Something to hold on to
I wrote my first blog of the program comparing one part of the world to another. As this comparison is tying into part of my honors project and into a fellowship application I wrote, I figured I wanted to conclude my series of blog posts in a similar way.
In April 2014, after many flights and long plane rides, I stepped out of the vehicle into Bellefield, Jamaica. It was my first time abroad. I had a heart for global development and humanitarian causes. My inexperienced passion to do good was projected onto the trip and I thought that the hard sports court I helped build there would transform the community.
What I didn’t learn in my time there was about the massive struggles the community has with gender inequity, waste management, lack of government support, and quality of education. But hey, I was 17 and the kids had a court to play on, so my mission was accomplished. I got to leave with a sense of pride in my work and joy towards experiencing new cultures. Only looking back and learning more from people I kept in touch with do I see the larger scale challenges at work in this rural village and the need for long-term sustainable solutions.
A few summers during college, I have gone down to a home for children with disabilities in Mexico. I went with my friend who previously worked there as a physical therapist so that she could visit the kids that she cares deeply about. We dropped into the orphanage for a week or two at a time trying to spend quality time with the kids and give them the attention that they were desperately lacking.
On the other hand, our trips were unable to prevent the mis-distribution of funds from donations to the orphanage to the owner’s drug habits. Our presence was not able to give the children consistent medical support or the necessary physical therapy they need daily. Over the past three years, I have watched the kids that I love wither away from malnutrition and lack of care. From my involvement, I am now able to be on a committee to assist in starting a new orphanage for the children and getting them moved into homes that can support their disabilities. However, the misappropriation of funds has damaged my trust in matters close to me and has caused children I love to pass away.
Since being at the University of Washington, I started running an international development project working on water and sanitation through Engineers without Borders. By assessing the needs of the community, my team was able to work on getting clean water to many homes in one section of the village. The partnership with this rural community was strong and everything was on track to be finished. This community, Tortuga, had big dreams for the future of their town, especially around pursuing becoming an ecotourism attraction, with the assistance of our EWB chapter.
Unfortunately, a tragedy in the form of Hurricane Nate struck Tortuga. Complete livelihoods, homes, and lives were taken by the disaster. In the words of the community, their development was pushed back at least a decade as they now need to rebuild what was lost. Similarly, as we tried to continue the partnership and help them rebuild, the political uprising beginning in April 2018 has prevented any additional projects being implemented there until the situation deescalates, with no implication that the situation will resolve soon. This situation further taught me the unpredictability of development work and has spurred an interest in me to explore sources of hope in our broken world.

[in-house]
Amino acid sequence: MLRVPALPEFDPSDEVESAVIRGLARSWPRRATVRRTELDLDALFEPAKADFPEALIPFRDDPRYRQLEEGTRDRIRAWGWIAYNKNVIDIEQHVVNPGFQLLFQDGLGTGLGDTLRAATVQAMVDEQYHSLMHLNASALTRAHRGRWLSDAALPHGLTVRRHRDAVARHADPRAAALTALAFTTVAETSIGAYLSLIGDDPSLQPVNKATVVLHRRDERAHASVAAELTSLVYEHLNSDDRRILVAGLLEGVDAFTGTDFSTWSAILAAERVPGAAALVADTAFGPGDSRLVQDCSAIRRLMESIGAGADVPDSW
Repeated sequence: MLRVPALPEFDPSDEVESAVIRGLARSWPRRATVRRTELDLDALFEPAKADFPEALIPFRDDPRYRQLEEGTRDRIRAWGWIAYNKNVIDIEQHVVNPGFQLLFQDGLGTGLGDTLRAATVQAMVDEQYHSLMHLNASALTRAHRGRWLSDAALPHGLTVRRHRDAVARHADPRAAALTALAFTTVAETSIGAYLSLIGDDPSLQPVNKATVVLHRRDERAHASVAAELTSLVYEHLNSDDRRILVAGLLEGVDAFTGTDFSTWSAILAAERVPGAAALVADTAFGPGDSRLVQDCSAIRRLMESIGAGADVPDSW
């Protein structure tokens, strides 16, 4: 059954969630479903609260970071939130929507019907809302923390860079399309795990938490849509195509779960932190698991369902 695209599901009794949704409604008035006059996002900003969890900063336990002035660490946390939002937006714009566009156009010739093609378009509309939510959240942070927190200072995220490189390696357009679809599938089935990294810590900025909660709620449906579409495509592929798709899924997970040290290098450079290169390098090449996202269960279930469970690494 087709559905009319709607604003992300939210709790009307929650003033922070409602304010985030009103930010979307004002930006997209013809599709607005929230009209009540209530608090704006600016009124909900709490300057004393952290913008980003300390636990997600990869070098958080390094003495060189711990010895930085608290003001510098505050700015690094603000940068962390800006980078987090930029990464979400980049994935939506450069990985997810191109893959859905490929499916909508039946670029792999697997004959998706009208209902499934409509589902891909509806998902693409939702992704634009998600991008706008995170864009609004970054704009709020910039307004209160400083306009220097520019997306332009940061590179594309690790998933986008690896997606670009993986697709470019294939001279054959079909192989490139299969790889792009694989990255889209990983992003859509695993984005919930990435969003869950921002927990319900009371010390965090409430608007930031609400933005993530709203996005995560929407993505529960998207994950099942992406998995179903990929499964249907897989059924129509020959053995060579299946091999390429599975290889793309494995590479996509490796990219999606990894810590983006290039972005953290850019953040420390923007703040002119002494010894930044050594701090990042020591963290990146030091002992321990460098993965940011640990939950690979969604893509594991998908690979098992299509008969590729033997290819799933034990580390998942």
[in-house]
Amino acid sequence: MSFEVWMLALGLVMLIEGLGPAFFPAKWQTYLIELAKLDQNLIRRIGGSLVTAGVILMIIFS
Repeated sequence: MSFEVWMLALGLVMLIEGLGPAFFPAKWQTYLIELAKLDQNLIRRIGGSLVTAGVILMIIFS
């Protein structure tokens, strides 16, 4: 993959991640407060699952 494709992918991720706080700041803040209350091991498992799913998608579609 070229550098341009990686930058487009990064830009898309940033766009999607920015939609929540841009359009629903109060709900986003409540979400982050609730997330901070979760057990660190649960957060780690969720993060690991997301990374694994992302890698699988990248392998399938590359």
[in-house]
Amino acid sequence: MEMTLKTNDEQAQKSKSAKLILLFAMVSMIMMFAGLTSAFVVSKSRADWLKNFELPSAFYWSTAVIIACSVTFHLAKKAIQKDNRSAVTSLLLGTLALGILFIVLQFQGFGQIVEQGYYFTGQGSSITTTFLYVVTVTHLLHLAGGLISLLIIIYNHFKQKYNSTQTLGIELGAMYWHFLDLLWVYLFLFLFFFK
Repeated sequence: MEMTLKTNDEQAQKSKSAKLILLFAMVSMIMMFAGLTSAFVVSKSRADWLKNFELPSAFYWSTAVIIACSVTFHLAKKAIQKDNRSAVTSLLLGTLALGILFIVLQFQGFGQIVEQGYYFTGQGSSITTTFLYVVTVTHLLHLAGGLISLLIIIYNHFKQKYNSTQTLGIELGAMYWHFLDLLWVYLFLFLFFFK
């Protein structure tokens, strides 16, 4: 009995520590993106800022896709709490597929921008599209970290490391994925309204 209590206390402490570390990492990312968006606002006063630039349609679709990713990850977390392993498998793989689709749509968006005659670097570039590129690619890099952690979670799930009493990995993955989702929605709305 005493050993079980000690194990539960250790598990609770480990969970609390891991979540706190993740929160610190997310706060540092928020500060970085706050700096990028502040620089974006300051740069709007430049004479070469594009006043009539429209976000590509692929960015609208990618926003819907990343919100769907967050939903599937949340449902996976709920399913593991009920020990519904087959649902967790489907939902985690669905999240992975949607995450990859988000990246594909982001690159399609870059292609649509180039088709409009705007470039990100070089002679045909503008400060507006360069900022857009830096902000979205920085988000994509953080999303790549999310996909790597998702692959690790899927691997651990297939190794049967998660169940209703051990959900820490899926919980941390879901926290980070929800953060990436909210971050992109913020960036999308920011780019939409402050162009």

It is easy to say that I came to India with a stale taste for international development in my mouth, despite my excitement about Peace Corps. In my group, I can be called too negative for perspectives that to me just reflective the futility of our actions in creating long term change. However, in some ways this has pushed us further, challenging us to think about the actual impact we are making beyond our hypothetical social innovations. When searching for hope, it is heartening to learn about what drives our partner organizations forward: Biome’s lengthy plan for the future of Bangalore’s water, APSA’s loving focus on the academic and emotional transformation of the girls at Dream School, Selco’s busy schedule installing home after home with sustainable materials, and the trust Hasiru Dala has created between them, waste pickers, and their clients.
I find hope in other parts of India too. Personally, my hope typically stems from feminism, religion, and progressive political action. A scene of progressive political action that has overtaken my social media platforms today from my new friends is the call for equal political power of women in the government, especially important as later this week is National Women’s Day in India. Furthermore, as mothers living in slums entrust their children to the education system, hoping for the children to have a better future than themselves, I have seen that education is a major source of hope.
Overall, while our world is broken and filled with problems too big for the solutions I can come up with, there is a hope radiating out from every crack and corner. That is something we should hold on to.